Font Book is great way to manage your fonts. Here are some ways that you can use your Font Book:
1. Add Fonts to your Font Book
There are several ways that you can add your fonts into the system. You can either (a) select a File then drop down the menu to Add Fonts, (b) use the shortcut Command+O, (c) drag the font from the Finder to the center column of the Font Book, known as the Font List, or (d) click the plus sign located on the bottom of the Font List. Just specify the location of your font and you are good to go.
2. Preview Your Fonts in your Font Book
Sure, you can easily change the font of whatever you are typing to see if it works, but why go to all that trouble if you don’t really know what you want. It’s very inefficient and will take too much time if you want to test out 50 different fonts. Font Book allows you to preview your fonts. When you open Font Book, you will see three columns. The first column allows you to create collections, the second has the font list and the third column is the preview window. Once you select a font from the Font List, the rightmost column will show you how that font will look like. To be able to compare fonts side by side, double click the font name and a new window with the preview will also pop out.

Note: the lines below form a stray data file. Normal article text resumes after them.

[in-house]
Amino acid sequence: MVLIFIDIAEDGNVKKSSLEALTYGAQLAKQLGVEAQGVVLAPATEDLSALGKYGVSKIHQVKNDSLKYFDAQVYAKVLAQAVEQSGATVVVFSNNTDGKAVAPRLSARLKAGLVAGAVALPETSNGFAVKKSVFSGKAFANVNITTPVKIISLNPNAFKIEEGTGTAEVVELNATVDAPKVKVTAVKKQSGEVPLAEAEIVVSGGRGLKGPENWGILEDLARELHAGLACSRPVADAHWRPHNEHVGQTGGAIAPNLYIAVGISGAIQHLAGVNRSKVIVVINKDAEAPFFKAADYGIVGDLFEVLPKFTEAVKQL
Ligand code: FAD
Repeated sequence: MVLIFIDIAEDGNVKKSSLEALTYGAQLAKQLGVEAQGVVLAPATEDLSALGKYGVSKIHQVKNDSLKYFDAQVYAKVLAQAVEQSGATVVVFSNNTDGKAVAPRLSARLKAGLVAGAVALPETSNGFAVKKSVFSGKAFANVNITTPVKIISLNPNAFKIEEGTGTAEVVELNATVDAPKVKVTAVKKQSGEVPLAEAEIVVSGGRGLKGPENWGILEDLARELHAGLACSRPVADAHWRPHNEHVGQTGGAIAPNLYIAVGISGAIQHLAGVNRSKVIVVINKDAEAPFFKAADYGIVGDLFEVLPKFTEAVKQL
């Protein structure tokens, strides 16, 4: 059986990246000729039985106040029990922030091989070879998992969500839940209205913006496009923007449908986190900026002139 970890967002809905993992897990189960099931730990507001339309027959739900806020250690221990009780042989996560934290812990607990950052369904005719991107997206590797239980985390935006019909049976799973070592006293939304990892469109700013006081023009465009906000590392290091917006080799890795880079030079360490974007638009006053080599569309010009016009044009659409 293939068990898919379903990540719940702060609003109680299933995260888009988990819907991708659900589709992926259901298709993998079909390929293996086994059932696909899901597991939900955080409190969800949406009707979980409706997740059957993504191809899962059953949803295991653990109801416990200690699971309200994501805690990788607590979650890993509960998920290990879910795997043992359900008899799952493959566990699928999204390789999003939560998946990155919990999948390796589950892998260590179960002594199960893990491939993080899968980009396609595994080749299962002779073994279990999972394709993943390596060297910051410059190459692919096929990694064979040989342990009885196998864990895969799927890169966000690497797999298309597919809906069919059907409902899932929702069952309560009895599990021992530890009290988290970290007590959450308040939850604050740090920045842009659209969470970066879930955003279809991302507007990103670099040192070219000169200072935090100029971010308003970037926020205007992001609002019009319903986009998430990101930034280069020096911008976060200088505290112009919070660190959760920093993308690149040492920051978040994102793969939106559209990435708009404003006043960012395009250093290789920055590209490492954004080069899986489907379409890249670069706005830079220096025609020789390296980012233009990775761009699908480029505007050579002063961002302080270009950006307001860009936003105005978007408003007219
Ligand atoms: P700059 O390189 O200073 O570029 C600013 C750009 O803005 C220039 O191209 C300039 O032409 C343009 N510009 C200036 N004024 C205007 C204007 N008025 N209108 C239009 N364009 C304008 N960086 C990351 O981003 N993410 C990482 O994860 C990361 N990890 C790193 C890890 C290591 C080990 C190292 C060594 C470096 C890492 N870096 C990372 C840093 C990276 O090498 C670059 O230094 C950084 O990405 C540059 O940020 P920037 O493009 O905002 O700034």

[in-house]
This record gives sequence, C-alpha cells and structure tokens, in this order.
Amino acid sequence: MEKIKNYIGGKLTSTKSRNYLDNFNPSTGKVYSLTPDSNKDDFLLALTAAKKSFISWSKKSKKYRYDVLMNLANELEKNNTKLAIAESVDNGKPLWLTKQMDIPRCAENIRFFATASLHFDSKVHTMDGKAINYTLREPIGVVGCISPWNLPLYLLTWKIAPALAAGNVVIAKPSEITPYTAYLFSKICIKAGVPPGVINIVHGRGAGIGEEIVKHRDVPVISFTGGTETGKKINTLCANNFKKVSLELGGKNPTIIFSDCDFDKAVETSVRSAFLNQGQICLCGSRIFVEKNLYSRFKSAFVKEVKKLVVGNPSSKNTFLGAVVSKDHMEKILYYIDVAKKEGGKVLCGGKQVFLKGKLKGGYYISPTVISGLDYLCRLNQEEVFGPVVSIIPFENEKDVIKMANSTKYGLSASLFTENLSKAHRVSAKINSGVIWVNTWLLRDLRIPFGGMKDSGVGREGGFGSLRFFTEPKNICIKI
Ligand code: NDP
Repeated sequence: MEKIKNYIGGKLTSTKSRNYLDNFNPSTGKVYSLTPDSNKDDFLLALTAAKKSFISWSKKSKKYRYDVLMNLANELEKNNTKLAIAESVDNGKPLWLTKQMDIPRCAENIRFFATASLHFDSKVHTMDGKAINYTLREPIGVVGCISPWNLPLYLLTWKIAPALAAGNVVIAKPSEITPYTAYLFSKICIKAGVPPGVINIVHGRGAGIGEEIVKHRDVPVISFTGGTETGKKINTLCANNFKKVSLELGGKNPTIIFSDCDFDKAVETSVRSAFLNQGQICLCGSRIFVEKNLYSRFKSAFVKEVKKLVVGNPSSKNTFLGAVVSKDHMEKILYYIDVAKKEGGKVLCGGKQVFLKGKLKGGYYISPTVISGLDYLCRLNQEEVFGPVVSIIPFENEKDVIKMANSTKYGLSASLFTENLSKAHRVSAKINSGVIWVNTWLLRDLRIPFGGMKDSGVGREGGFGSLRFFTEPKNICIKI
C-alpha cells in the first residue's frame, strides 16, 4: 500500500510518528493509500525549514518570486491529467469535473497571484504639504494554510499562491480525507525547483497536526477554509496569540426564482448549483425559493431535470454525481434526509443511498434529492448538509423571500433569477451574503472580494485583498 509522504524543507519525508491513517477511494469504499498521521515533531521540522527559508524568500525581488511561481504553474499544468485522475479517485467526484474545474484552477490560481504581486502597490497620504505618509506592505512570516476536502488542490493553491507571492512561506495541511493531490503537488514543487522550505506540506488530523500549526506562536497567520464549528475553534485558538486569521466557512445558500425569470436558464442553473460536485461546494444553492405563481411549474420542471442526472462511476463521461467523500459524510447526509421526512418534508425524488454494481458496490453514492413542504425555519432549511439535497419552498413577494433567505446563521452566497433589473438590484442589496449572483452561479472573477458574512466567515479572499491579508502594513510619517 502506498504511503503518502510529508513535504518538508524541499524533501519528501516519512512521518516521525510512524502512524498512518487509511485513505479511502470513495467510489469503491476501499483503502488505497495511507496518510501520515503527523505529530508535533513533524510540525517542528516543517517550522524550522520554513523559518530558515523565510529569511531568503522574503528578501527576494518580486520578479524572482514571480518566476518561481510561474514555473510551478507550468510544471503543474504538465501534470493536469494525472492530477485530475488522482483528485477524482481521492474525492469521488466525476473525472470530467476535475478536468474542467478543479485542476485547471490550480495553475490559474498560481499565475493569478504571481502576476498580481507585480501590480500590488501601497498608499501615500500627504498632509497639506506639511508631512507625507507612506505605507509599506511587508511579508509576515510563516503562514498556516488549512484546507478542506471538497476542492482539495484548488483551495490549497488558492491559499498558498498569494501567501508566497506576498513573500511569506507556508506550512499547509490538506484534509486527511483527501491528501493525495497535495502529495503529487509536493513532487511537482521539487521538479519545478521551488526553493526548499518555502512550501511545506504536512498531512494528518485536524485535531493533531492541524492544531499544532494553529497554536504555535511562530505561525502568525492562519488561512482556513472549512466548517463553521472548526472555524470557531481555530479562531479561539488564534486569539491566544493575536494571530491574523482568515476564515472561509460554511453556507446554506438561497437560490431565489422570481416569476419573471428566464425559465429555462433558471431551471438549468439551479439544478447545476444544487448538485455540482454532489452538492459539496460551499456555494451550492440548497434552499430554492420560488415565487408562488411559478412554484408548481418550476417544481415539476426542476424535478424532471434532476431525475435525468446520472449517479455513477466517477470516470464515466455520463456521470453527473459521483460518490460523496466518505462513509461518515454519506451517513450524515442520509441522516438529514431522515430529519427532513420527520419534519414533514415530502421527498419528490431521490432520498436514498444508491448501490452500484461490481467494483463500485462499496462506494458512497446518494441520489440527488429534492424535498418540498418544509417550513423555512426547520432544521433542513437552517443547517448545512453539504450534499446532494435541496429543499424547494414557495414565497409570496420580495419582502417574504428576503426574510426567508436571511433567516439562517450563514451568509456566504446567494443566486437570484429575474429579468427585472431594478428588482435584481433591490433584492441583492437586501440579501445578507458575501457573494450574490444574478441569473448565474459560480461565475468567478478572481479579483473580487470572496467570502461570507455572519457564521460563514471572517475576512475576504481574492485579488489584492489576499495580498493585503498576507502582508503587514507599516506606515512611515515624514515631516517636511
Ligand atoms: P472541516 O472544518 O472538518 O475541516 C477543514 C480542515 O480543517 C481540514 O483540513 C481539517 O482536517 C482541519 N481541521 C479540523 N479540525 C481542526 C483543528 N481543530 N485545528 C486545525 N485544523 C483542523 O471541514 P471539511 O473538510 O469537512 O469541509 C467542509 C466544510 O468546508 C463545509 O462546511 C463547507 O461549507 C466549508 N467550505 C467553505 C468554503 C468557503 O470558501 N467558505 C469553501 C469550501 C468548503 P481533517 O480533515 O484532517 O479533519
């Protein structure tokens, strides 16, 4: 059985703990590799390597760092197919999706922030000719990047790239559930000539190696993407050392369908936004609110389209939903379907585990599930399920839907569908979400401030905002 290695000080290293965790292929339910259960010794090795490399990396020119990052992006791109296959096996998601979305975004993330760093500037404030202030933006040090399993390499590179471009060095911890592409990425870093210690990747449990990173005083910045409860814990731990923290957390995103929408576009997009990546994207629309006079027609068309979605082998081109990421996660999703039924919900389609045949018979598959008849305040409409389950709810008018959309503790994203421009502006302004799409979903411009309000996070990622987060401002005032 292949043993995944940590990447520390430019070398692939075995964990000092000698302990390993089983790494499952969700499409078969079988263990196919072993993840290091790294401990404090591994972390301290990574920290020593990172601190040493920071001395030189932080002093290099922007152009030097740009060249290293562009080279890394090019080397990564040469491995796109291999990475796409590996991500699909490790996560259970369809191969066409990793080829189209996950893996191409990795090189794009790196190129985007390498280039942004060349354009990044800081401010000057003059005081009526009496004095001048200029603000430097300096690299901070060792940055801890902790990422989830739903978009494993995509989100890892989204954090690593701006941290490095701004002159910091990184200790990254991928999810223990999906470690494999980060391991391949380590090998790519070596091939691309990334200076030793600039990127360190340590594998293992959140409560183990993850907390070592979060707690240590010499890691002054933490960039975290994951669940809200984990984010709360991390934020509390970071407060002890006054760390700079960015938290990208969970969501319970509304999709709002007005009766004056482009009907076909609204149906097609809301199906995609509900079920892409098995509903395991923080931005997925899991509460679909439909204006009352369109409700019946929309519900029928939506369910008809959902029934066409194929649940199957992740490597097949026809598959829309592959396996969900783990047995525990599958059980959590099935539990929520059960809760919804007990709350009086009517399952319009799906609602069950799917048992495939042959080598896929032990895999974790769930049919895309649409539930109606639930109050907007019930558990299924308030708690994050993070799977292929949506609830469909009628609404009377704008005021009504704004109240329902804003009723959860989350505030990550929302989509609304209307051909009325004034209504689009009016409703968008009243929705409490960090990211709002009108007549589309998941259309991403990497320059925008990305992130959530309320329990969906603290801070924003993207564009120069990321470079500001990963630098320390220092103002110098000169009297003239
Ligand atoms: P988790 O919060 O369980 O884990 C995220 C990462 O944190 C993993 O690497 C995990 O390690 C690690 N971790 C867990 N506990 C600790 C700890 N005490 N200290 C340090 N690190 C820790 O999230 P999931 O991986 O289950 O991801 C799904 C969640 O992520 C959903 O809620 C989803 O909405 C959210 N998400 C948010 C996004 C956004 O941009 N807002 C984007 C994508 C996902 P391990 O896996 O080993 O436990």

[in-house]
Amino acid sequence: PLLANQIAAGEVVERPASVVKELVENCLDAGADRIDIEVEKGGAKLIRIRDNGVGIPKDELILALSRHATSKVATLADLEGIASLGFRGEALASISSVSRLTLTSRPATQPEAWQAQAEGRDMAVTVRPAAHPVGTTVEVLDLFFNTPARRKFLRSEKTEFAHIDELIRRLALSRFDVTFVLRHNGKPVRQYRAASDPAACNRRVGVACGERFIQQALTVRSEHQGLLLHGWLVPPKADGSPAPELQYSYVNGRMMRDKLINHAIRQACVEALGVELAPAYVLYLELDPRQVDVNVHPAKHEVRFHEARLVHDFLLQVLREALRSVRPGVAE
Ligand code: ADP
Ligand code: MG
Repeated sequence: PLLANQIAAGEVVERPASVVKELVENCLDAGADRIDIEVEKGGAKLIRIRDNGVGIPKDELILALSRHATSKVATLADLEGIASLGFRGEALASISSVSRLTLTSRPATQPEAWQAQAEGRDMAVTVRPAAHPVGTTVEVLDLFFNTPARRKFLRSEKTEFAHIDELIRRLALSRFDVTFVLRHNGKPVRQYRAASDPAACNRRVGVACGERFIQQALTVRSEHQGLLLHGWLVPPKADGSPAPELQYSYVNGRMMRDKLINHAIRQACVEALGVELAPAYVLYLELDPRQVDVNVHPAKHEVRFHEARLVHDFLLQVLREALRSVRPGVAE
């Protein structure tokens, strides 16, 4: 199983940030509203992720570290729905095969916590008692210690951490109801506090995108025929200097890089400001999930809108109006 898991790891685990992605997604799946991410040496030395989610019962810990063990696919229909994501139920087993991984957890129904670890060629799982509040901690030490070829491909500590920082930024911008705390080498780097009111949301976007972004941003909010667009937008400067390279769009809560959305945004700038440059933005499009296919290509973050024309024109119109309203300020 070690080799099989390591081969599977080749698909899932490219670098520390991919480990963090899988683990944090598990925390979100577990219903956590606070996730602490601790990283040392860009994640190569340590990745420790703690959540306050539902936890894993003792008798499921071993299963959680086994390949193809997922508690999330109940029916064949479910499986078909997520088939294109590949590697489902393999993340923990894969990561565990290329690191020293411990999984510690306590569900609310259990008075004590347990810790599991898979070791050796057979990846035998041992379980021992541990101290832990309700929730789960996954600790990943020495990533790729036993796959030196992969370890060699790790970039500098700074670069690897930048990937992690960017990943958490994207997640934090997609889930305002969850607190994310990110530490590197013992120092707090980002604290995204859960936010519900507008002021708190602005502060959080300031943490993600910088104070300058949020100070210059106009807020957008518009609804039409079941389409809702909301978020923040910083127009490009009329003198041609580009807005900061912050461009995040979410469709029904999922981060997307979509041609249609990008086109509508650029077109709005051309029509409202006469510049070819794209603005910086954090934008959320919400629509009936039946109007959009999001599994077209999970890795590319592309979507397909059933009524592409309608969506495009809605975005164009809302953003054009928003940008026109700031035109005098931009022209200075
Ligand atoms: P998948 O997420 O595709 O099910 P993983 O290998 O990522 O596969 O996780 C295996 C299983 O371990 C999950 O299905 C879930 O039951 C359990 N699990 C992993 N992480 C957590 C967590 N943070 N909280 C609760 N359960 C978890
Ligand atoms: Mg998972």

3. Resolve Duplicate Fonts in your Font Book
Unlike previous versions of OS X, Lion now has a new way to resolve duplicate fonts. Using the menu bar, select Edit+Look for Duplicates. The shortcut to this is Command+L. A new setting sheet will appear. You will have three choices: Resolve Automatically, Resolve Manually, and Cancel. If you select the automatic option, any duplicate fonts will go directly to the Trash, a handy-dandy tool for those who don’t want to be bothered that much.